WM Young presents the Holy Spirit as a mysterious Asian woman named Sarayu. She is the most complex of all characters in the book but also the most fascinating. In The Shack she is described as the wind, creativity, action, spirit and breathing of life. Further research told me Sarayu is also a river that originates in the Himalayas and it is one of the tributaries of the Sacred Ganges. Sarayu flows from Nepal into the Indian state of Utar Pradesh and it is mentioned in the sacred Vedas and Ramayana (ancient Indian texts in Sanskrit). Sarayu is in fact the feminine derivative of the masculine Sanskrit word meaning “to flow or that which is streaming”. So Sarayu as the personification of The Holy Spirit is like the libido, the force of creation, the muse and inspiration, the flow of ideas, the stream of consciousness, the river of life from where we all sprang forth…
I found it amazing that God is portrayed as a motherly black woman. God or Papa as Mac calls him/her, likes to call herself Elousia or Abba. Research told me that Elousia is the Greek term meaning tenderness and it is associated with Russian Orthodox icons of the Blessed Mother, also known as Umilenie and Joy of Joys. The fact that God smells like his own mother to Mac seems to me a strike of genius. Smell is the most ancient of all the senses, often triggering memories that were long forgotten. Smell is also the strongest part of bonding between a nursing mother and her child. When we look at it that way, it makes perfect sense that God will present itself as a loving, tender, caring mother to all souls in need (like Mackenzie’s).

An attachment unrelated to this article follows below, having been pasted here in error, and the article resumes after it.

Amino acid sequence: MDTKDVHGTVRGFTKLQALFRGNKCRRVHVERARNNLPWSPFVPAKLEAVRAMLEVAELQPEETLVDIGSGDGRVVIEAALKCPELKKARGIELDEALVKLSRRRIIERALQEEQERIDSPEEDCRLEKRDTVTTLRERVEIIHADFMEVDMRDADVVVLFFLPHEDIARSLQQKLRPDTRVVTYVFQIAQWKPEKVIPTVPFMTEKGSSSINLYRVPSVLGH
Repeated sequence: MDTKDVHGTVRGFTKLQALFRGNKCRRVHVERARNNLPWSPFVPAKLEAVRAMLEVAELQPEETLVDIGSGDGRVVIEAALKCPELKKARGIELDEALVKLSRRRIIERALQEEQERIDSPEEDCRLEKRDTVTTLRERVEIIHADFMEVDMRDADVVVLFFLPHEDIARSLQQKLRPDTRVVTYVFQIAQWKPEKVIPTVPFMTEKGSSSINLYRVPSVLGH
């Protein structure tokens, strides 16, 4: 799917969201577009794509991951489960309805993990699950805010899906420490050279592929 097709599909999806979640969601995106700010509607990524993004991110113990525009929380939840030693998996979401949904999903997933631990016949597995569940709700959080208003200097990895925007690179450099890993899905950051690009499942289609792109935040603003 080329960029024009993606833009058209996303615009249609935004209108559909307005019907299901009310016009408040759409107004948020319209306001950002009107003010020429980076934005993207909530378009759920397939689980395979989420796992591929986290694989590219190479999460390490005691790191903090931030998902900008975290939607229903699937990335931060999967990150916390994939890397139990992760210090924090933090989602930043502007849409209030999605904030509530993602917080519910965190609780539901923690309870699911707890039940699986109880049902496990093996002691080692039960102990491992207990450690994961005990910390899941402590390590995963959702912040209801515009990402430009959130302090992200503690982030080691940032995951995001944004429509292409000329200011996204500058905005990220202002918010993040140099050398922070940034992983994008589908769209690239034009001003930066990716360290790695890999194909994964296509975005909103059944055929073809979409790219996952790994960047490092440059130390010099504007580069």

First allow me to contest the fact that WM Paul Young thinks MAN is at the center of God’s creation. I find that both ignorant and pretentious of mankind. The universe is too big for us to even pretend to be the shit. I think humans are just another piece of creation, just like ants, rivers, plants, celestial bodies, earth, dirt, and dust. Believing we are just a speck of GODs’ universe should keep us humble, so we do not develop delusions of grandeur.
Now that I have defined the terms for you, I’d like to quote some of the ideas that grabbed me from The Shack:
1. “We are in a circle of relationship not a chain of command. Hierarchy makes no sense. It is a system of order that destroys rather than promotes relationships”
I found this very refreshing for those of us who live in a corporate, rat race kind of world. Relationships should be our top priority everywhere because treating people with respect and dignity is at the core of relationships…
2. “Relationships are never about power. One way to avoid the will to hold power over one another is to choose to limit oneself to serve” Jesus also tells Mac, “To force my will upon you is exactly what love does not do”